“Every community has their underlying problems and we try to do as much as we can to address those issues, but for the last two years’ rugby league in our community has done wonders. Its decreased alcohol issues and has the boys being busy instead of doing crime. There needs to be some kind of recognition from others now,” he explained.

“The city boys they get all the help they need, doctors, physio, you name it – but for our boys in the country, they cramp up and just have to soldier on, they’re used to doing it tough."

“The city boys they get all the help they need, doctors, physio, you name it – but for our boys in the country, they cramp up and just have to soldier on, they’re used to doing it tough. Playing on their home field next year would show them and the town locals that working hard pays off.”

After the qualifying grand final game, Tigers captain, David McGrady says the team already has a ‘taste for winning on their home field’ and now, are ‘hungrier’ than ever to bring the big game back home next year.

“I reckon winning the grand final in our home town has made us all want to bring it back next year. We’re training harder than ever in the lead up to the big knock out and having more people across the world finally start to recognise us.

"We’re training harder than ever in the lead up to the big knock out and having more people across the world finally start to recognise us."

“It would be great to see them win, and it would be a great honour to host the event for the community, especially for our mobs.”

McGrady says a win this year would be unbelievable - not for the team, but for the town and the Toomelah community.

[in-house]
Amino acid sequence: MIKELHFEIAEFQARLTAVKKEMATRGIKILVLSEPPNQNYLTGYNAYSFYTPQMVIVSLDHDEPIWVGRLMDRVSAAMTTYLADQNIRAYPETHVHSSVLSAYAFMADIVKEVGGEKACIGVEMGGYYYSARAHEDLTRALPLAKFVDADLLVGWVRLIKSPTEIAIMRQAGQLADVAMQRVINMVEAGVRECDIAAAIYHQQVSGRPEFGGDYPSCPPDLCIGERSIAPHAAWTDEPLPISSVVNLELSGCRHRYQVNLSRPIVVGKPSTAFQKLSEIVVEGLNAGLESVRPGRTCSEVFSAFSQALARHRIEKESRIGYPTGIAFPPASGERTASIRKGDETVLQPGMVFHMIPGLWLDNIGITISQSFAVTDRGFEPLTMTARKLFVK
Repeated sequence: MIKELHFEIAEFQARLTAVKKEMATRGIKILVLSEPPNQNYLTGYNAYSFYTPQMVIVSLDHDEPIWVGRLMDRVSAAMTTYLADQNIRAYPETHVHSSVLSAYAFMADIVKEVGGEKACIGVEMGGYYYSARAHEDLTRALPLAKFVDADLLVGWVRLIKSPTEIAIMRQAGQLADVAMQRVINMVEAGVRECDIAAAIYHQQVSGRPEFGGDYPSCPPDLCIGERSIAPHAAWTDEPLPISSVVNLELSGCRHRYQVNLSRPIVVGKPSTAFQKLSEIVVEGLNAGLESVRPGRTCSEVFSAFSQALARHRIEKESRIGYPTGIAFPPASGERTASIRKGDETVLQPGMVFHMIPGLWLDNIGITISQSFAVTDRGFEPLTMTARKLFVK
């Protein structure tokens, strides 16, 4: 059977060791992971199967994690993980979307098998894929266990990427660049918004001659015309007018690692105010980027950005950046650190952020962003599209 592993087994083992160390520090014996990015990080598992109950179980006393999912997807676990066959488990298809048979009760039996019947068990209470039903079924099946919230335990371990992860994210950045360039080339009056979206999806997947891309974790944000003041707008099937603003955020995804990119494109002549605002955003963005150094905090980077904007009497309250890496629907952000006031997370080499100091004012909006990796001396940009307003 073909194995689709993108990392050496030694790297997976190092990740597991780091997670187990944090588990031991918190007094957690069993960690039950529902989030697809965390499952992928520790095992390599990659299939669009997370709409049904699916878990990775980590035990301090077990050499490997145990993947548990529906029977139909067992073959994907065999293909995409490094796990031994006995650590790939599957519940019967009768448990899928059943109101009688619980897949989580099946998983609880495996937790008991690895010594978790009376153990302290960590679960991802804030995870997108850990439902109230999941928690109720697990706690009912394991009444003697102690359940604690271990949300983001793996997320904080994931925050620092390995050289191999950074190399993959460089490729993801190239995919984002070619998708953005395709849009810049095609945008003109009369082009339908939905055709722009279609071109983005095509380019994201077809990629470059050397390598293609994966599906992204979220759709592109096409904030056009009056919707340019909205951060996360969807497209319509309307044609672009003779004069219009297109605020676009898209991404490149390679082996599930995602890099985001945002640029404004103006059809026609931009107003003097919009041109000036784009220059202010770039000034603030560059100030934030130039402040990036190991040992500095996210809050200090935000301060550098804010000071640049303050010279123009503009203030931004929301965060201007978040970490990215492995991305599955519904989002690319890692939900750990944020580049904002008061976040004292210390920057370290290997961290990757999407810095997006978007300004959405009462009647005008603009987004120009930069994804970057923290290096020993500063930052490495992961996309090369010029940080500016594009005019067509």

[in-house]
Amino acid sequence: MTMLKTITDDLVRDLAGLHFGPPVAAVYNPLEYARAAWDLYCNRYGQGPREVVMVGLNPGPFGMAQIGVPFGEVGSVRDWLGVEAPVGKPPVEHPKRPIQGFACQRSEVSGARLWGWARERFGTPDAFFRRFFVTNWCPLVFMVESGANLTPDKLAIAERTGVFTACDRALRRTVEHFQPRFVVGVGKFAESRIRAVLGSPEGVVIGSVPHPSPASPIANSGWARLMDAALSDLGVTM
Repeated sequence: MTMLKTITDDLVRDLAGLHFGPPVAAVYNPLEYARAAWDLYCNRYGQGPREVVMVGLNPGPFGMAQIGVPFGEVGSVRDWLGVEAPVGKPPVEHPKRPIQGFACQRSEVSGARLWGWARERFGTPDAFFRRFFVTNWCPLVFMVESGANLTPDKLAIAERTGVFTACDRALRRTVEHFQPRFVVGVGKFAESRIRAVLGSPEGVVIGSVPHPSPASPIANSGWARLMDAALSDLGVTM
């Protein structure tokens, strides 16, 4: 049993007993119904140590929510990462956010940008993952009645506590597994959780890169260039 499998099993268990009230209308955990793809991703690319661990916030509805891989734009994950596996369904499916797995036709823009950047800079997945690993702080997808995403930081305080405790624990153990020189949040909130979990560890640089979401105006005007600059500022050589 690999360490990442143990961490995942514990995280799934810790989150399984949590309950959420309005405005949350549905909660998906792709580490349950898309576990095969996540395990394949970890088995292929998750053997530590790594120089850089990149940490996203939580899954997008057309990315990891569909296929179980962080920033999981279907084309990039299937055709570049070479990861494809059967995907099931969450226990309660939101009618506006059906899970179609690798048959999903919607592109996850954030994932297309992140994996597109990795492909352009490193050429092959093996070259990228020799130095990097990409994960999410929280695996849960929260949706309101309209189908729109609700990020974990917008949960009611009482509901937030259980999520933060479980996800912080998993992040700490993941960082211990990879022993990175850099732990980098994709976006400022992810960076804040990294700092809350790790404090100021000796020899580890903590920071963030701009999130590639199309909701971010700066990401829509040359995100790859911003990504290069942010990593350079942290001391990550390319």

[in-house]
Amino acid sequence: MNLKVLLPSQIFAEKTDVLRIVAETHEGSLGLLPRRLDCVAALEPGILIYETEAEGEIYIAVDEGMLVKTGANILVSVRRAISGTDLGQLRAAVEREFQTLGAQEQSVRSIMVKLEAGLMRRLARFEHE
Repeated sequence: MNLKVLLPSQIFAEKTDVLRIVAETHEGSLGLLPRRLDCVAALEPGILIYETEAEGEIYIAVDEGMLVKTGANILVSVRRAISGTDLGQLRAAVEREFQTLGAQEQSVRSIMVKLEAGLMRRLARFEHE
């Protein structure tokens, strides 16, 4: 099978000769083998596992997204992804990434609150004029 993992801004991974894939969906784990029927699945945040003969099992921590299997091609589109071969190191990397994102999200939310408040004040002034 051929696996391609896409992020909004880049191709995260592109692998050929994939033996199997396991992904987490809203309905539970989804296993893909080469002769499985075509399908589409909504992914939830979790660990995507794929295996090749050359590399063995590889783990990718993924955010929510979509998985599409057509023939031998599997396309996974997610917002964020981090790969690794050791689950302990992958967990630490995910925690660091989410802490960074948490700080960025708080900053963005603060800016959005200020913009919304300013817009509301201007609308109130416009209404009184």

“The community needs this win. It’s just a small town but playing with all your family, your brothers, your uncs and dads… it’s just unbelievable and would mean a lot to everyone to bring it back home.

“On the paddock we use what we’ve got - our speed, our vision… We’re looking stronger than last year and with a bit of extra luck we may see the next big tournament in the country. We could come away with a win and that’s exactly what our town needs right now.”

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It’s not just the coach and captain that want to see a change in the game plan for next years Koori Knockout. Local resident and proud supporter, Norma Binge is backing the team for a historical win.

“Having previously won the Toomelah Tigers/Macintyre Warriors have a genuine chance of winning the KKO this time round. they are in fighting form and have played well and trained all year,” she said.

If the team does win, the game will more than likely be held in a nearby major town in order to host visitors who travel far and wide for the big event. Norma says the remote community needs as much recognition as it can get, to improve the quality of life for local youth and the Indigenous community.

“It would be great to see them win, and it would be a great honour to host the event for the community, especially for our mobs.”

Norma says for many people in the community, ‘sport is their life’.

“It's a way to get kids out of their comfort zone, stay fit, off the streets and turn them into future sportsman ambassadors just like the great Ewan McGrady and leaders of our community.”

With a recently updated oval, Toomelah is ready for guests to arrive.  

 

All the action from the Koori Knockout 2017 will be broadcast: Online NITV Facebook 29th Sept - 2nd October (Friday to Monday) and On-air on Channel 34 1st- 2nd October (Sunday & Monday). 

Catch up with all the action via SBS On Demand after the broadcast.

Join the conversation on Facebook and Twitter using #KooriKnockout